Israeli Prime Minister Benjamin Netanyahu has arrived in London on a four-day European tour amid international pressure over Israeli settlements. He is also expected to meet British and German leaders to discuss Iran's nuclear ambitions.
AFP - Israeli Prime Minister Benjamin Netanyahu arrived in London on Monday at the start of a four-day European trip, facing international pressure over his settlement policies.
Netanyahu is set to discuss with his British and German hosts the campaign against arch-foe Iran's nuclear drive, with the United States threatening new sanctions if Tehran fails to return to the negotiating table.
Before leaving Israel he suggested he would stand firm on settlements and on Jerusalem, which Israel considers its undivided capital while Palestinians see the annexed eastern part as the capital of their future state.
"The prime minister will make it clear that during the process Israel will not allow any limitation or restriction of its sovereignty over Jerusalem and that there must be guarantees settlers can lead a normal life," a senior official said.
US President Barack Obama's administration has been pressing for a freeze on settlement construction as a key step towards reviving peace talks between Israel and the Palestinians.
Netanyahu rejects a total freeze, but has agreed to a temporarily halt in inviting construction tenders for Israeli homes in the occupied West Bank, which Obama called a step in the right direction.
The Israeli premier is to hold talks with British Prime Minister Gordon Brown and Obama's Middle East envoy George Mitchell in London before heading to Berlin for talks with Chancellor Angela Merkel.
"In his meeting with George Mitchell, the prime minister expects some progress but not a breakthrough," a senior official said.
Mitchell has held intensive talks with Israeli officials in recent months amid a rare public row between the two staunch allies over Washington's demand that Israel halt all settlement activity on occupied Palestinian land.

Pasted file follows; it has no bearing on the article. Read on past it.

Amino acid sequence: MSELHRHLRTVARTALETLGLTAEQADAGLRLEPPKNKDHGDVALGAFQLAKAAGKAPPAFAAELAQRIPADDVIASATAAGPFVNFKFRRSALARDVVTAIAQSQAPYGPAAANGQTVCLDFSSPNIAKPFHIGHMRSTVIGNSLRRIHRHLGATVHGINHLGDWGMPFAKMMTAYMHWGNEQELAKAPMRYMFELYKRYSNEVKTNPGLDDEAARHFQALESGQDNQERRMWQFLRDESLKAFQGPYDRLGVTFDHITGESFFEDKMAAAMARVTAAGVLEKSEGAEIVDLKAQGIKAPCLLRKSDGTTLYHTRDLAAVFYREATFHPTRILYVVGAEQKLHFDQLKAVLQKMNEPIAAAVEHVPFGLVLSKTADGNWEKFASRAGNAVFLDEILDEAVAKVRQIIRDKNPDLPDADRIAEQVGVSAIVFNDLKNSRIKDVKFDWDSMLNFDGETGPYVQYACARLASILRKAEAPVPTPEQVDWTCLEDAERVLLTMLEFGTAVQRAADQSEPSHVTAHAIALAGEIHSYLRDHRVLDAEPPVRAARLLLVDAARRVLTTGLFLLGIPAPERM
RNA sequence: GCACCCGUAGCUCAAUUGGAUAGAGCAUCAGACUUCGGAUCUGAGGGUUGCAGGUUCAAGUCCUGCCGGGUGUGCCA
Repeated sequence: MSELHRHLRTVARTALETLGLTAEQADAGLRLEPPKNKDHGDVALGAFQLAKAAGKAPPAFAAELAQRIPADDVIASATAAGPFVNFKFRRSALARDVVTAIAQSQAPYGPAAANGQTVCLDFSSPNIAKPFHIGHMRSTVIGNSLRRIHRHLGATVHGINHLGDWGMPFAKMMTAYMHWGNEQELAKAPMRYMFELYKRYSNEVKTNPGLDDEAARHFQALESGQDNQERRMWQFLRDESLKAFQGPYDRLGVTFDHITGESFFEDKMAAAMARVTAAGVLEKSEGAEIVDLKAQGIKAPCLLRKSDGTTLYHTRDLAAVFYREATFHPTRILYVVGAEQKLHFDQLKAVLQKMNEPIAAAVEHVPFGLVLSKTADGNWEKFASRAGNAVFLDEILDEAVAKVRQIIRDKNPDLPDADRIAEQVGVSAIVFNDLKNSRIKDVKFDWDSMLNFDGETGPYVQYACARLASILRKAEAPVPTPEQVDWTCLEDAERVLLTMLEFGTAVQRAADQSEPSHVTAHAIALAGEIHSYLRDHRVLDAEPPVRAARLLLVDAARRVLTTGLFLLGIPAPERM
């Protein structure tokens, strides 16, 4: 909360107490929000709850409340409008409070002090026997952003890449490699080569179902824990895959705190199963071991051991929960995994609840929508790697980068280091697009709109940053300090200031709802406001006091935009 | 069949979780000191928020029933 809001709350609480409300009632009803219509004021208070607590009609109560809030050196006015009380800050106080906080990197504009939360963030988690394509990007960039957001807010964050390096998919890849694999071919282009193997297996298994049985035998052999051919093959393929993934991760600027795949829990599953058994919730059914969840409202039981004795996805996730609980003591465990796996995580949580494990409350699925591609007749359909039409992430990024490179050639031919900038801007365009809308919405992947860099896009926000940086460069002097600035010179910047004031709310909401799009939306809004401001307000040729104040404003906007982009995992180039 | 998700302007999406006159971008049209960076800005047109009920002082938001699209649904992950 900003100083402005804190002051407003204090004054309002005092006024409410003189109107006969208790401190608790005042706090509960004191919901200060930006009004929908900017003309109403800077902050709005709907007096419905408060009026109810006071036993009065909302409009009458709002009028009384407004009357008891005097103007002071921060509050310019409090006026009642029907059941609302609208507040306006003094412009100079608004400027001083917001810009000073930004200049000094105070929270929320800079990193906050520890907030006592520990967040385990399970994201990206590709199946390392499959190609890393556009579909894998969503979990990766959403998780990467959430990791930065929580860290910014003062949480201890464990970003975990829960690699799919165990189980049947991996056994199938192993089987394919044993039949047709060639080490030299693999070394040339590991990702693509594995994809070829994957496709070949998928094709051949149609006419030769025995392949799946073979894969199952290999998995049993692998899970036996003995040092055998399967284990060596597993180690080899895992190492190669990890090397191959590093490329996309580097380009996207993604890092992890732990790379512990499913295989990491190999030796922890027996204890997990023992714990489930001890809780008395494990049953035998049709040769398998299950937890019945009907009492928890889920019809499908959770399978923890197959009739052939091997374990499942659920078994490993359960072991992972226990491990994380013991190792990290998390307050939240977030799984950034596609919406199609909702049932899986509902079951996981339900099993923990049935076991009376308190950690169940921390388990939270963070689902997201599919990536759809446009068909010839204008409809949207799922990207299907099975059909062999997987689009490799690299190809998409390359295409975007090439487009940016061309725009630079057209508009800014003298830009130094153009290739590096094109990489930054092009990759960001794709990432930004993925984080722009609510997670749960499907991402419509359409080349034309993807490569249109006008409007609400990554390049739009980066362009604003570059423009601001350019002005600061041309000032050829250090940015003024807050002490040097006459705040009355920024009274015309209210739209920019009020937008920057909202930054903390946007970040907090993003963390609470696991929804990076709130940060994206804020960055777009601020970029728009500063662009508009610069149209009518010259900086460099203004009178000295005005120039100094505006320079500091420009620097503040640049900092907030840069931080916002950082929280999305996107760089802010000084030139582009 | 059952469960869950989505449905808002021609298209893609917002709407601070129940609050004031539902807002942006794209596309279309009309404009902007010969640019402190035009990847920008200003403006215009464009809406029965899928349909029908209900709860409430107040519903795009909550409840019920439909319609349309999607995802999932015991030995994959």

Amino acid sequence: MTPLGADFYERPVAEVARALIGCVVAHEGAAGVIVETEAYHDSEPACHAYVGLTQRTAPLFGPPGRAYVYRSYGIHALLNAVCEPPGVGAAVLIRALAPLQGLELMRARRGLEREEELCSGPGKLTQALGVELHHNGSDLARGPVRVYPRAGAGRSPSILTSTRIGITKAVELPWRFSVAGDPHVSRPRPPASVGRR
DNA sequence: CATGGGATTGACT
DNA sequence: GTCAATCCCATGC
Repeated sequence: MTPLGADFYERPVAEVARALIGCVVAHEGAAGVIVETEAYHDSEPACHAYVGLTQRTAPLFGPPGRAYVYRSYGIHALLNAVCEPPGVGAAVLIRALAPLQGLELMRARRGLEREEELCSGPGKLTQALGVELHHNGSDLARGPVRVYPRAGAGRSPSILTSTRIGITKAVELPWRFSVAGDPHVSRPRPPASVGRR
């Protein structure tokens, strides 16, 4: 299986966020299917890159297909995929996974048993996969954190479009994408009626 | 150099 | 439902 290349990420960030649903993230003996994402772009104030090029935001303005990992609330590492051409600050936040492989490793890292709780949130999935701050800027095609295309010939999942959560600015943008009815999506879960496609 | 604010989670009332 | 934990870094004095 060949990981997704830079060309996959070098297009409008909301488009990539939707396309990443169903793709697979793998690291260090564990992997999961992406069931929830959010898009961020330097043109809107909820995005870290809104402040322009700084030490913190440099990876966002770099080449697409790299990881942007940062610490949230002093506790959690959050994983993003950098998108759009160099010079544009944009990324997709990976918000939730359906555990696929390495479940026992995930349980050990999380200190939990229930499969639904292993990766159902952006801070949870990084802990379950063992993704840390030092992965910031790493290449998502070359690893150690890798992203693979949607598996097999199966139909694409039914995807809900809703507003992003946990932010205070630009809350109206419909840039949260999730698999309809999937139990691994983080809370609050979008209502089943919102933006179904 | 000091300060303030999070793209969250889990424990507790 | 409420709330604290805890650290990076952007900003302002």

Britain and Germany are among the states that back the US demand, seen as key for reviving the peace talks which were halted last December when Israel launched a deadly offensive against the Hamas-ruled Gaza Strip.
Netanyahu has said he hopes negotiations with the Palestinians can resume next month after the UN General Assembly.
The issue of Israeli settlements, which the international community consider illegal, is one of the main obstacles in the peace process and the Palestinians have said they will not resume talks without a freeze.
Netanyahu's outspoken Foreign Minister Avigdor Lieberman has described Obama's vision for regional peace as "unrealistic."
The ultra-nationalist, who is known for his anti-Arab stance, said he did not see a peace agreement based on a two-state solution "even in another 16 years."
Mitchell, in a series of regional missions, has been urging Arab states to also make gestures towards Israel as a way of advancing efforts to forge a comprehensive peace deal.
King Abdullah II of Jordan -- which along with Egypt is the only Arab state to have a peace treaty with Israel -- held telephone talks with Netanyahu on Sunday and is due to visit Saudi Arabia on Tuesday to meet his counterpart King Abdullah.
Netanyahu's talks with the European leaders are also set to focus on efforts to halt Iran's sensitive nuclear work, which Israel and the West believe is aimed at developing an atomic bomb -- a claim Tehran denies.
He expects to discuss "the need to apply maximum pressure on Iran in order to stop its programme and efforts to develop nuclear weapons," a senior official said.
Israel, considered the region's sole if undeclared nuclear armed state, refuses to rule out military action against Iran's nuclear facilities and has carried out a number of military exercises seen as a signal of its intentions.
Date created : 2009-08-24